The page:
There has been much speculation about the precise location of and inspiration for the fictitious resort of Royale-les-Eaux, which features in two of Ian Fleming’s James Bond novels, Casino Royale and On Her Majesty’s Secret Service.
Casino Royale, the book that introduced Bond to the world, is deliberately or otherwise fairly obscure about Royale’s location. The following quotes are from Ch.5 of the book.
‘Royale-les-Eaux, which lies near the mouth of the Somme before the flat coast-line soars up from the beaches of southern Picardy to the Brittany cliffs which run on to Le Havre, had experienced…’
Very odd this as the Normandy coast continues way beyond Le Havre and Brittany is far away.
‘Royale (without the ‘Eaux’) also started as a small fishing village and its rise to fame as a fashionable watering place during the Second Empire was as meteoric as that of Trouville. But, as Deauville killed Trouville, so, after a long period of decline, did Le Touquet kill Royale.’
‘But there was something splendid about the Negresco baroque of the Casino Royale…’
‘Even the small town and the vieux-port managed to fix welcoming smiles across their ravaged faces.’
This from Ch.1 : ‘He walked across the broad boulevard and through the gardens to the Hotel Splendide…’ – ‘For a few moments Bond sat motionless, gazing out of the window across the dark sea.’
Note that while the front of the hotel faces across gardens to the main boulevard which is perpendicular to it, Bond’s room faces the sea.
On Her Majesty’s Secret Service gives us more help with the geographical location. This is from Ch.2, where Bond is driving up the N.1 between Abbeville and Montreuil ; ‘And now a big Michelin sign said; Montreuil 5, Royale-les-Eaux 10, Le Touquet – Paris-Plage 15’ A bit of elementary triangulation places that location pretty much at Berck-sur-Mer. Apart from its location Berck share nothing with Royale. It is a bustling French family seaside resort. Perfectly okay but no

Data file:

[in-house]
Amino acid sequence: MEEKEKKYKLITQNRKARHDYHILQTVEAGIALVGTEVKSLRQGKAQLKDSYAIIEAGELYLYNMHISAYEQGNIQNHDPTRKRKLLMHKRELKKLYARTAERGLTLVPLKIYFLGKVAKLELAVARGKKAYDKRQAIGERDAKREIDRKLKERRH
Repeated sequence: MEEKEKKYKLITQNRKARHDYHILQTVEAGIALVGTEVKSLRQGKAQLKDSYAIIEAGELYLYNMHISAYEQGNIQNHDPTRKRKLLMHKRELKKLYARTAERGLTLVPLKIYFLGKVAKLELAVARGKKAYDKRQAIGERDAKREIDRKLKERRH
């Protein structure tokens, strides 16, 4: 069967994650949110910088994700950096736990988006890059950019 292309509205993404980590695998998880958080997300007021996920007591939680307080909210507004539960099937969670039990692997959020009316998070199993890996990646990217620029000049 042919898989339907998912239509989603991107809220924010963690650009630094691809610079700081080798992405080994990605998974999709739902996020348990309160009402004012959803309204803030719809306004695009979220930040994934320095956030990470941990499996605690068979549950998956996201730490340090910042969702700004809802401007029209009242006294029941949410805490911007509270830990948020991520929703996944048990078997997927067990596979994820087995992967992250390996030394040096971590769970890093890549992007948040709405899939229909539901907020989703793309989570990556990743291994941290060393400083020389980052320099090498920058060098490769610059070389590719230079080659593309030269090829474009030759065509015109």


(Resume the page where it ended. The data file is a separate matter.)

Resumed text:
grand hotels, no splendid Casino and few sophisticated Parisians and international gamblers.
Ch.2, again : ‘…there was the bastard Empire frontage of the Hotel Splendide.’ ‘…the gravel sweep alonside its steps…’ ‘…looked out across the promenade to the sea…’
Well, obviously Royale-les-Eaux was a product of Fleming’s imagination but he was very familiar with the Normandy coast and its resorts, notably Le Touquet (which doesn’t match Royale’s geography) and Deauville. Many people believe Deauville was the inspiration and to some extent it clearly was. The Casino is about right but not convincingly situated.
I have recently spent some time in Cabourg, a few kilometres south of Deauville and I venture to suggest that Fleming must have been here and used it as his main inspiration. I will try to justify this with the aid of photographs.
1. Cabourg has a main street which runs towards gardens across which is the principal hotel, the Grand Hotel and the Casino
2. The Grand Hotel has a “bastardised Empire frontage” and a sweeping driveway (not gravel) in front of its steps, where cars park, although no longer the million pound line-up.
3. The hotel faces the Main Street (which is perpendicular to it) across the gardens. But it also has a sea frontage.
4. Next door to the Hotel is the Casino, which is very pretty with a “Negresco” dome.
5. Cabourg was once a very fashionable resort – Marcel Proust spent his Summer holidays here and wrote ‘A La Recherce du Temps Perdu’ in the Grand Hotel. (You can stay in his room for a vast sum of money !). It was eventually overtaken by Deauville. Compare this with Royale and Le Touquet.
6. Cabourg is on an estuary correctly located (OHMSS) which leads up to Dives which was the port for Cabourg but is now silted up. This is referred to in Ch.1 of OHMSS – “…speeding northwards for their distant shelter up-river in the Viex-Port.”
7. Cabourg has a very long beech and the tide recedes a long way. See OHMSS Ch.1.
There is probably more I could write but that will do for start.
Would anyone like to comment?
David Salter has been an enthusiast for the books of Ian Fleming since he stumbled into James Bond, via Moonraker, at a rural railway station bookstall in 1956. This lifelong interest has resulted in a substantial collection of books, magazines, newspaper cuttings and ephemera. From 1964 to 1969 he lived at 27 Green Street, off Park Lane in London, the house where Fleming was born.
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